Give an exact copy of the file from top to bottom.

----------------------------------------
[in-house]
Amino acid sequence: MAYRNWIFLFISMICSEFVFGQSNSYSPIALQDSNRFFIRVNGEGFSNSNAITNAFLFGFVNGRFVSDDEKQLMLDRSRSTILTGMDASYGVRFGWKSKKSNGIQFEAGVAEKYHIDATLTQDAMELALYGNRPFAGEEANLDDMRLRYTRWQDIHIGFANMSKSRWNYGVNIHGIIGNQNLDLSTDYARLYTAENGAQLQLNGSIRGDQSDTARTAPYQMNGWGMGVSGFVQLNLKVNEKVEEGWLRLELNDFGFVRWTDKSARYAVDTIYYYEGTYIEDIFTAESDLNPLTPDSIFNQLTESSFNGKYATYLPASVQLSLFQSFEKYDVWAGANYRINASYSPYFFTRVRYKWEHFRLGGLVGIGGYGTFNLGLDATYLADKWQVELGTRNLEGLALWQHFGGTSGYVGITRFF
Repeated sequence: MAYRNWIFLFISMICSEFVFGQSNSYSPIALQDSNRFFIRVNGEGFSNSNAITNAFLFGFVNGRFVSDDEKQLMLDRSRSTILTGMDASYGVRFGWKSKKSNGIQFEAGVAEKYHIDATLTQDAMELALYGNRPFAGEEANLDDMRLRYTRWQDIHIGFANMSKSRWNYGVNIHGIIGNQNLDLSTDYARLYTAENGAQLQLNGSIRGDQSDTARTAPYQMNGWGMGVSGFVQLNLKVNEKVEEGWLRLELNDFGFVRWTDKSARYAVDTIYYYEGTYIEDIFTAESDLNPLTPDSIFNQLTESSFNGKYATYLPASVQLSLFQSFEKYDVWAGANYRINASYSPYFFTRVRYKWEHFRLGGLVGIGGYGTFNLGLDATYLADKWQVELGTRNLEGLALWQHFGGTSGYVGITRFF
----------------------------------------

[in-house]
Amino acid sequence: MAYRNWIFLFISMICSEFVFGQSNSYSPIALQDSNRFFIRVNGEGFSNSNAITNAFLFGFVNGRFVSDDEKQLMLDRSRSTILTGMDASYGVRFGWKSKKSNGIQFEAGVAEKYHIDATLTQDAMELALYGNRPFAGEEANLDDMRLRYTRWQDIHIGFANMSKSRWNYGVNIHGIIGNQNLDLSTDYARLYTAENGAQLQLNGSIRGDQSDTARTAPYQMNGWGMGVSGFVQLNLKVNEKVEEGWLRLELNDFGFVRWTDKSARYAVDTIYYYEGTYIEDIFTAESDLNPLTPDSIFNQLTESSFNGKYATYLPASVQLSLFQSFEKYDVWAGANYRINASYSPYFFTRVRYKWEHFRLGGLVGIGGYGTFNLGLDATYLADKWQVELGTRNLEGLALWQHFGGTSGYVGITRFF
Repeated sequence: MAYRNWIFLFISMICSEFVFGQSNSYSPIALQDSNRFFIRVNGEGFSNSNAITNAFLFGFVNGRFVSDDEKQLMLDRSRSTILTGMDASYGVRFGWKSKKSNGIQFEAGVAEKYHIDATLTQDAMELALYGNRPFAGEEANLDDMRLRYTRWQDIHIGFANMSKSRWNYGVNIHGIIGNQNLDLSTDYARLYTAENGAQLQLNGSIRGDQSDTARTAPYQMNGWGMGVSGFVQLNLKVNEKVEEGWLRLELNDFGFVRWTDKSARYAVDTIYYYEGTYIEDIFTAESDLNPLTPDSIFNQLTESSFNGKYATYLPASVQLSLFQSFEKYDVWAGANYRINASYSPYFFTRVRYKWEHFRLGGLVGIGGYGTFNLGLDATYLADKWQVELGTRNLEGLALWQHFGGTSGYVGITRFF